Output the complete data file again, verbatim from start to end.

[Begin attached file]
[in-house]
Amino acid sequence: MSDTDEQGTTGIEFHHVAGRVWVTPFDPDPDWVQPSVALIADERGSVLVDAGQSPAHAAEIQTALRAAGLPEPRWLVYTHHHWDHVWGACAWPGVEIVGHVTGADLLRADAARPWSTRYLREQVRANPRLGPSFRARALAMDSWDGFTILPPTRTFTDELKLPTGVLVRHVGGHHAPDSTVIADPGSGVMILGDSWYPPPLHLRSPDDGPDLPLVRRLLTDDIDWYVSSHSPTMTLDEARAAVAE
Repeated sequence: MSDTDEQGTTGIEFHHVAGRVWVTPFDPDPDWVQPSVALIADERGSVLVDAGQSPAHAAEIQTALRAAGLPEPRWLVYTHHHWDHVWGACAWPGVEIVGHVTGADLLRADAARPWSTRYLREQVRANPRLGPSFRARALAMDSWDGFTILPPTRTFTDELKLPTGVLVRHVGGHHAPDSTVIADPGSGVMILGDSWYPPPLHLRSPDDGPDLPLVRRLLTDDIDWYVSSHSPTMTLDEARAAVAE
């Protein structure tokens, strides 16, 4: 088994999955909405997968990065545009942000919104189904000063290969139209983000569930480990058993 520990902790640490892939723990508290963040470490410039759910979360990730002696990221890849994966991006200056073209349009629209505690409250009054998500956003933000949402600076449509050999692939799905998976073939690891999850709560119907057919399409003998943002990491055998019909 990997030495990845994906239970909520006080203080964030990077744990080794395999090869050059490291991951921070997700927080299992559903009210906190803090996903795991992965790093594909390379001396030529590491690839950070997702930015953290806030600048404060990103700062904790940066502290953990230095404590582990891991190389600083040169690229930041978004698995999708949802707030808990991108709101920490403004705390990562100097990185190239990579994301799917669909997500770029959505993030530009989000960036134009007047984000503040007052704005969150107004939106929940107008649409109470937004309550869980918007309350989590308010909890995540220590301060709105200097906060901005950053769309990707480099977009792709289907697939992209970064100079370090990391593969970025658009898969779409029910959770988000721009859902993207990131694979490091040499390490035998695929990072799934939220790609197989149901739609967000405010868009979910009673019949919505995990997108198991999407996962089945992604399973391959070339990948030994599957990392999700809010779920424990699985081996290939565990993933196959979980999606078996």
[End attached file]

[in-house]
Amino acid sequence: MSDTDEQGTTGIEFHHVAGRVWVTPFDPDPDWVQPSVALIADERGSVLVDAGQSPAHAAEIQTALRAAGLPEPRWLVYTHHHWDHVWGACAWPGVEIVGHVTGADLLRADAARPWSTRYLREQVRANPRLGPSFRARALAMDSWDGFTILPPTRTFTDELKLPTGVLVRHVGGHHAPDSTVIADPGSGVMILGDSWYPPPLHLRSPDDGPDLPLVRRLLTDDIDWYVSSHSPTMTLDEARAAVAE
Repeated sequence: MSDTDEQGTTGIEFHHVAGRVWVTPFDPDPDWVQPSVALIADERGSVLVDAGQSPAHAAEIQTALRAAGLPEPRWLVYTHHHWDHVWGACAWPGVEIVGHVTGADLLRADAARPWSTRYLREQVRANPRLGPSFRARALAMDSWDGFTILPPTRTFTDELKLPTGVLVRHVGGHHAPDSTVIADPGSGVMILGDSWYPPPLHLRSPDDGPDLPLVRRLLTDDIDWYVSSHSPTMTLDEARAAVAE
């Protein structure tokens, strides 16, 4: 088994999955909405997968990065545009942000919104189904000063290969139209983000569930480990058993 520990902790640490892939723990508290963040470490410039759910979360990730002696990221890849994966991006200056073209349009629209505690409250009054998500956003933000949402600076449509050999692939799905998976073939690891999850709560119907057919399409003998943002990491055998019909 990997030495990845994906239970909520006080203080964030990077744990080794395999090869050059490291991951921070997700927080299992559903009210906190803090996903795991992965790093594909390379001396030529590491690839950070997702930015953290806030600048404060990103700062904790940066502290953990230095404590582990891991190389600083040169690229930041978004698995999708949802707030808990991108709101920490403004705390990562100097990185190239990579994301799917669909997500770029959505993030530009989000960036134009007047984000503040007052704005969150107004939106929940107008649409109470937004309550869980918007309350989590308010909890995540220590301060709105200097906060901005950053769309990707480099977009792709289907697939992209970064100079370090990391593969970025658009898969779409029910959770988000721009859902993207990131694979490091040499390490035998695929990072799934939220790609197989149901739609967000405010868009979910009673019949919505995990997108198991999407996962089945992604399973391959070339990948030994599957990392999700809010779920424990699985081996290939565990993933196959979980999606078996």